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Intervallic Qualities of Music Construction

by Lee Duane FitzSimmons

When it comes to building melodies, there are several factors to consider. However, most of these concepts are only cognized after the intuitive process of constructing a melody is complete. Therefore, it is often useful in hindsight to analyze the melodies that one has constructed in order to gain a more objective observation about what has been created during the moment of inspiration, so as to further develop more options and see if any other creative routes may be pursued by using one's former creations as a guideline.

The first elements that can be analyzed are the intervals used in one's melodic creations. Smaller intervals tend to produce more soothing and relaxed qualities while larger leaps tend to produce more excitement and urgency. There are numerous exceptions to these statements, so they should be perceived as general guidelines and not harsh unbending rules of conduct. For example, the main theme of Beethoven's Ninth Symphony only uses single step intervals throughout its entirety with the exception of the major fifth and major sixth leaps that occur at the end of the B section just prior to the return of the last A section in the AABA format of the melody. This portion of the melody sets up the final recapitulation of the primary melodic idea so that it can give closure to the entire melodic structure.

Still Life with a Violin, a Recorder, Books, a Portfolio of Sheet of Music, Peaches and Grapes on a Table Top by Jean-Baptiste Oudry (18th century)

Another intervallic factor to consider is the quality of the interval used. For example, a leap of a tritone will produce a very disturbing and unsettling sound. In fact, the tritone was once called the "devil's interval" for this very reason. However, if the tritone is placed within the context of the dominant seventh (V7), then it is not generally perceived to be anything out of the ordinary to most modern day listeners. Other non-diatonic leaps will also produce this type of disturbing effect.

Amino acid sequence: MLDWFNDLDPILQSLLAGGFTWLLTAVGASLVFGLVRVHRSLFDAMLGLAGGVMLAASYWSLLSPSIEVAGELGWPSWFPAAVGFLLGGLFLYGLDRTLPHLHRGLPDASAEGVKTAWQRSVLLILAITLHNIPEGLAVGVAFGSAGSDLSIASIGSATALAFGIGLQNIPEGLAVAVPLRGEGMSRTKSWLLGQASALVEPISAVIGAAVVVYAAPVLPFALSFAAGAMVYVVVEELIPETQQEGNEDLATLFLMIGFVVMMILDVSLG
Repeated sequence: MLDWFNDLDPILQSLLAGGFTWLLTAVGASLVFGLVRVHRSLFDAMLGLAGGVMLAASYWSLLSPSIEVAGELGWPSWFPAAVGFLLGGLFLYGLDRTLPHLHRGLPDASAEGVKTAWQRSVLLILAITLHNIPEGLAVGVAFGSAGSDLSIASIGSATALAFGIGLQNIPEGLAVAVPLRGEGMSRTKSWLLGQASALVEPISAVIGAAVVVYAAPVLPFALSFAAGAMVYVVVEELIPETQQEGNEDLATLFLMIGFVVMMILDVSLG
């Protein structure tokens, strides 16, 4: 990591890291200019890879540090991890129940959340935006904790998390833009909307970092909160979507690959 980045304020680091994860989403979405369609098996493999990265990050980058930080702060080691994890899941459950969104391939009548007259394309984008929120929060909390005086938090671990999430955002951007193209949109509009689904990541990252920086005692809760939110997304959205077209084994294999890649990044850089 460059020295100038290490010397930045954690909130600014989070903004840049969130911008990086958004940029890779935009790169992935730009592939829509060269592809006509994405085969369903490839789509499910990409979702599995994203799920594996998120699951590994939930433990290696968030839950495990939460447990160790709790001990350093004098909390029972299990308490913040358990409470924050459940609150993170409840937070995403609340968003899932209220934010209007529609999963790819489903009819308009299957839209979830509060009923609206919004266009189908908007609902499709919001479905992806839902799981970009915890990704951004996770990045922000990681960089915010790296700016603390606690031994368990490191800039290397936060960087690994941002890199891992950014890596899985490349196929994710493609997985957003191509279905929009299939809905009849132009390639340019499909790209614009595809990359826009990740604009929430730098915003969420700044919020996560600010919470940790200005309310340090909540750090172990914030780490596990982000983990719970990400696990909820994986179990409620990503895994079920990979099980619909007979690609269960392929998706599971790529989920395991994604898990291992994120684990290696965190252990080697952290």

There are also intervallic patterns that can be stated and then restated (especially in complimentary contrapuntal lines) in order to establish a familiarity with a melodic motive. When this type of tool is used, one can often create some very passionate expressions with melodic lines, especially if these melodic ideas employ some of the larger diatonic leaps like a sixth, seventh, or ninth. Even an octave leap can be quite effective in this manner, as can be seen in the opening interval of the melody of the song "Somewhere Over the Rainbow."

However intervals are used when intuitively improvising or constructing a melody, it is quite often beneficial for the creative process to go back and see what type of results were produced when certain tools were used. Of course, this type of analysis can also be done with melodies created by others.

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Copyright 2014 by Lee Fitzsimmons